Soapbox

Could Prop. 66 increase risk of executing an innocent inmate?

Seventeen death row inmates from across the nation who were exonerated hold signs showing the number of years they were imprisoned as they listen to death penalty opponents at a Sept. 19 event in Los Angeles.
Seventeen death row inmates from across the nation who were exonerated hold signs showing the number of years they were imprisoned as they listen to death penalty opponents at a Sept. 19 event in Los Angeles. Los Angeles Times

The long public debate about the death penalty is still controversial, and nowhere is the debate more prominent today than in California, where voters will decide whether to repeal it with Proposition 62 or try to streamline it with Proposition 66.

Proposition 66 is unlikely to achieve its stated goals of making the death penalty cheaper and more efficient, and will instead decrease the quality of legal representation. What’s more, instead of bringing swift justice, the measure could increase the risk of executing an innocent person.

While the American Bar Association takes no position on whether the death penalty should be abolished, our members – who include prosecutors, defense lawyers and judges – have long been committed to ensuring that capital punishment is fair, unbiased and accurate. For nearly 20 years, the ABA has called upon states to suspend executions until procedures are in place that ensure due process and minimize the risk that an innocent person will be executed. In addition, the ABA publishes the widely cited guidelines for qualifications and expectations of death penalty lawyers across the country.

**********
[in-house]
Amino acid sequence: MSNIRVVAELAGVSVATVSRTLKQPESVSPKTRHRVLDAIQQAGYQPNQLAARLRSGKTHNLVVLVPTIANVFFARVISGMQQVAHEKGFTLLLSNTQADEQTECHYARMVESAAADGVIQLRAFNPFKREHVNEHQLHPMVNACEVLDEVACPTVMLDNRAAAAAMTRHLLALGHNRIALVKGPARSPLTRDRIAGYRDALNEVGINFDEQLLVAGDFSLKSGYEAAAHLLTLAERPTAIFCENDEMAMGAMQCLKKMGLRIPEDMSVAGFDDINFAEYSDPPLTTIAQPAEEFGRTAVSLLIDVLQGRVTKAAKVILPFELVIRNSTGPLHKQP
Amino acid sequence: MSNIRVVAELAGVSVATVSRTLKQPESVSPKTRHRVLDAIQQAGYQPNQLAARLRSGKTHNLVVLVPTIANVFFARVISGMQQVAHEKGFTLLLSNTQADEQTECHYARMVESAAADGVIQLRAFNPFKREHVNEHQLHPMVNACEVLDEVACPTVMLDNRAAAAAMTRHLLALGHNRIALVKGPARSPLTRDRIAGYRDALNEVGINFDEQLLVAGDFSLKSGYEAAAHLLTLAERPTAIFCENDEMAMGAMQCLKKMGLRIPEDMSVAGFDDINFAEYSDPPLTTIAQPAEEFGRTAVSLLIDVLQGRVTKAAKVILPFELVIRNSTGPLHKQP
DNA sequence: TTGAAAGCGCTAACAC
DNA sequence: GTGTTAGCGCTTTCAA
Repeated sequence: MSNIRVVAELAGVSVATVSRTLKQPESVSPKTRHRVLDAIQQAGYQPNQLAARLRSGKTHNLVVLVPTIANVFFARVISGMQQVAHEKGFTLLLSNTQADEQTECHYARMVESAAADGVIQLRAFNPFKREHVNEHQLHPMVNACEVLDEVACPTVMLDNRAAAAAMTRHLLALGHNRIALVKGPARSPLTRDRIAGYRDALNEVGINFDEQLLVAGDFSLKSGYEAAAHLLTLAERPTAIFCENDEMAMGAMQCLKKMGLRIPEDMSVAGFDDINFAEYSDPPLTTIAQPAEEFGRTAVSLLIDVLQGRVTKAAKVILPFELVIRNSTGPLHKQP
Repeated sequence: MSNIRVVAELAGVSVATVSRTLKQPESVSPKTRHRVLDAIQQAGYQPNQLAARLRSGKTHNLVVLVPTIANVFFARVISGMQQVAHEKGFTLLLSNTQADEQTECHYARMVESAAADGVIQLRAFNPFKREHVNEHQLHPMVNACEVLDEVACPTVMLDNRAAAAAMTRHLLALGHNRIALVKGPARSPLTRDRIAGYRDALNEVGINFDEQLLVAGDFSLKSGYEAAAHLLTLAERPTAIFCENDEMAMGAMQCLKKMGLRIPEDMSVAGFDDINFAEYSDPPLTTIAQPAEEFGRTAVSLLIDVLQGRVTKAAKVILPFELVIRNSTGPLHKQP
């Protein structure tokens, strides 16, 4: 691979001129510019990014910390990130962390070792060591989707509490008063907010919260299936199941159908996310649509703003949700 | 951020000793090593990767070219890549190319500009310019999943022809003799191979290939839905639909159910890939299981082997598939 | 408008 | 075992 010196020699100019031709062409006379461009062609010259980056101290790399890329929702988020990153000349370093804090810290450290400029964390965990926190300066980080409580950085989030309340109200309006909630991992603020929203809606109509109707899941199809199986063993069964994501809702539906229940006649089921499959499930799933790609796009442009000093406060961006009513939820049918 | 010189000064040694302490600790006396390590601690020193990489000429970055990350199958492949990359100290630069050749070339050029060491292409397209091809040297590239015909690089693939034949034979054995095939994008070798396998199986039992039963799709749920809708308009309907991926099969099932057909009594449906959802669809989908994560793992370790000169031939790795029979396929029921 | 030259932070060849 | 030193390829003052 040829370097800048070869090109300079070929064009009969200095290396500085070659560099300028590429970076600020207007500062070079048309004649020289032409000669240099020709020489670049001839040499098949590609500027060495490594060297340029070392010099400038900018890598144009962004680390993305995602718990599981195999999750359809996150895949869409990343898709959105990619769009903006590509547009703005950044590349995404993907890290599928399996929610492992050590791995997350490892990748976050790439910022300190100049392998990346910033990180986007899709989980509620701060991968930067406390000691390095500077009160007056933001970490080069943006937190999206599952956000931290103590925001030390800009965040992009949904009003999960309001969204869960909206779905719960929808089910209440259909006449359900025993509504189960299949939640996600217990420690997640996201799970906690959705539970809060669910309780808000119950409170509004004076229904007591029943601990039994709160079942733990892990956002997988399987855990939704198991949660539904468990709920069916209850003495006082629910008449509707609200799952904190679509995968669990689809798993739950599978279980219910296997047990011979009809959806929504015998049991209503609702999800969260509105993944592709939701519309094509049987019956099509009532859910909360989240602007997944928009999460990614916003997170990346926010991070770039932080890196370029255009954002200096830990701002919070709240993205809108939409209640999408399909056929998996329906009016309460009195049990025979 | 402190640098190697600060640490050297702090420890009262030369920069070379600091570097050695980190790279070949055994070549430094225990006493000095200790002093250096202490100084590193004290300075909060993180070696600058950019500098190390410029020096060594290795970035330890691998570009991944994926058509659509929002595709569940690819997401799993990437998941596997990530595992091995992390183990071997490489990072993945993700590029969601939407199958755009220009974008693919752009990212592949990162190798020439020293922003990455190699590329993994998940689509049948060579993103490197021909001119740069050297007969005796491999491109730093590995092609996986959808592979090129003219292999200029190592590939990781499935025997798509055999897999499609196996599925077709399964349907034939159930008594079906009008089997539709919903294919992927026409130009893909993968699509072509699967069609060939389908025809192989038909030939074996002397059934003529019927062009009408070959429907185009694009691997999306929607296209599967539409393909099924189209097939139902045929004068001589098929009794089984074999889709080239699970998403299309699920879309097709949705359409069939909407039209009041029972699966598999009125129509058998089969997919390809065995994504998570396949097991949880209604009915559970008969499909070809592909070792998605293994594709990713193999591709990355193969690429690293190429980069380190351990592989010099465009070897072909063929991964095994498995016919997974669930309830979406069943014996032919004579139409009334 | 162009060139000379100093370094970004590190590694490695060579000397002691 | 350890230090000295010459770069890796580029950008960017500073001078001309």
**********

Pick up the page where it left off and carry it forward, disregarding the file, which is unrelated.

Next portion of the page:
Our expertise gives us a unique perspective on some of the likely pitfalls and unintended consequences of Proposition 66.

First, it would require attorneys with no death penalty experience to represent prisoners in their first appeal if qualified lawyers are not available. Imagine being required to visit a dermatologist after you have been diagnosed with lung cancer because no oncologist is available. Expertise and experience are critical to avoiding deadly mistakes.

In fact, ineffective counsel is one of the primary reasons innocent people wind up on death row. Of the 156 death row inmates who have been exonerated since 1989, nearly 1 in 5 were found to have had ineffective lawyers, according to the National Registry of Exonerations at the University of Michigan and the Death Penalty Information Center.

Second, Proposition 66 would impose strict deadlines for attorneys investigating cases and courts reviewing them. Such deadlines violate the ABA’s guidelines for a fair death penalty system.

Capital cases are highly complex, and attorneys typically need to review thousands of pages of trial records, witness statements, police and medical documents and other evidence to adequately prepare an appeal. The ABA has found that having enough time to review existing evidence and look for previously undiscovered information is critical to ensuring that legitimate legal claims are reviewed by the courts and to increasing the chances that the wrongly convicted are discovered. Though the average exoneree spent 11 years on death row before proving their innocence, Proposition 66 would cut the total time for appeals to just five years.

Third, Proposition 66 was designed to speed up the appeals process and save California money. But supporters fail to take into account that if unqualified attorneys make mistakes or new evidence is uncovered after the shortened deadlines, state and federal judges could be forced to send cases back to lower courts for additional review or to correct constitutional errors. This could end up taking even longer and further burden California’s courts.

The ABA is sympathetic to the frustrations of the families, victims and defendants who have suffered from the massive delays and inefficiencies in California’s death penalty system. But people deserve changes that will address the problems effectively, not diminish the fairness and accuracy of our justice system. We should not cut corners in the administration of the death penalty. Unfortunately, that is what Proposition 66 would do.

Linda A. Klein is president of the American Bar Association. She can be contacted at abapresident@americanbar.org.

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